02 January 2008

Rattlesnake Canyon

Santa Barbara front country

Locate the trailhead.

Somewhere along the windy bit that is Las Canoas Road off of Mission Canyon Road is Skofield Park and Rattlesnake Canyon, which is apparently part of Skofield Park.

Sign starting the trail up Rattlesnake Canyon in Santa Barbara's front country.
Start of the trail up Rattlesnake Canyon. Well, the one one the west side of the creek, anyway.

This trail is an old standby from childhood. That is, we must have been on the start of this thing at least a dozen times. As is typical of front country trails, continuing on the trail can be a challenge at times. A little ways up, the trail goes straight while a bulldozer width trail turns right up the hillside. It goes a short way up to a road and fencing and, believe it or not, a bulldozer. There's an okay view from it too.

Seminary and city below.
A short offshoot of trail leads to a view of some of the city below and St. Mary's Seminary.


Further along the trail splits twice very close together. If memory serves, going up at the first split will get to a hill with some power poles for a total hike of about two miles (one way). It has another view of the city and is popular with the evening crowd. We took the lower section. This one splits to go straight down and cross the creek which will get you out on the horse pasture to go back over the fence signed "no trespassing", again if memory serves. The middle road also quickly crosses the stream, but does so going upstream. Some nice rocks around there.

Water erosion of rocks so that many holes are left, topped by a small cave.
Just before crossing the stream, eroded rocks of inconsistent hardness show off their holes and a cave.

Further along is a big meadow topped by a huge oak tree which seemed to be a popular destination or rest point.

Meadow with kingly oak at the top.
Large meadow full of dry grass now but likely full of flowers other times of the year. This oak dwarfs the others seen.

Just into the trees on the other side of the meadow, the trail splits again, but this time on purpose.

Junction along Rattlesnake Canyon: forward to Gibralter Road and left to Tunnel trail.
These are the choices, without a lot of information as to how far anything is.

Junction along Rattlesnake Canyon: right 1/2 mile to Depression Drive and left 1/2 a mile to Tunnel Trail or 3 miles to Camino Cielo.
On the ground there's more information. Presumably this is the older sign since it refers to Gibralter Road as "Depression Drive". They must have been measuring with a meter wheel they thought was a yard wheel to get this mileage for the right direction.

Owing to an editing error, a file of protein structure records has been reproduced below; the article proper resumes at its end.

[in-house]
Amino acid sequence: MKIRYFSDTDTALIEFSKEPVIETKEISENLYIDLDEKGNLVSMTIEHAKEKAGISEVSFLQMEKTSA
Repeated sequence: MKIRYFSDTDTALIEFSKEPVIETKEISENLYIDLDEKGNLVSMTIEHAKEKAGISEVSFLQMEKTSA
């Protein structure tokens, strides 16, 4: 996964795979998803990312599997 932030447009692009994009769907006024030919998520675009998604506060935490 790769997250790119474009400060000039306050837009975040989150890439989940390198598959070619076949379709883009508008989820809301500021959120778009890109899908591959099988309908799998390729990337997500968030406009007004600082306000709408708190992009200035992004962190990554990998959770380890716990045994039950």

We decided to take the right, a half mile up to Gibralter Road. This half mile turns out to be a bit steep and somewhat more than a half mile. Still not the longest "half mile" ever, but made longer by all the constant and determined up. The last bit of trail drops from the road in a near vertical slippery slope. The sign from the road is tucked away a bit below this drop and has become two posts rather than a sign. Braving the last bit of uphill gets a much nicer view of the city than anywhere along the trail.

Looking down on Santa Barbara easily seeing the harbor and bits of Goleta and islands.
The harbor and everything else right on to Goleta could be seen from the top of the trail. I didn't actually take these as a panorama, but they can be placed together alright. I can even see the car (look for the orange block). Er, I think that's where it is. The lower left shows some power lines which were almost as far above us a "half mile" ago. All four islands could be seen, counting Anacapa as one. (Click it to see something bigger.)

There's still more mountain to climb if desired. It looks a bit steep here and there.

A few trees peaking over from the north side of a ridge.
The trees peaking out from the sheltered north side of slopes. They're always cute.

Back down to the meadow, the view is somewhat less than before.

A bit of ocean as seen down Rattlesnake Canyon.
A segment of ocean peaking through the valley.

Then back down the somewhat less steep bit of the steep trail.




©2008 Valerie Norton
Posted 6 January 2008
Last updated 7 January 2008

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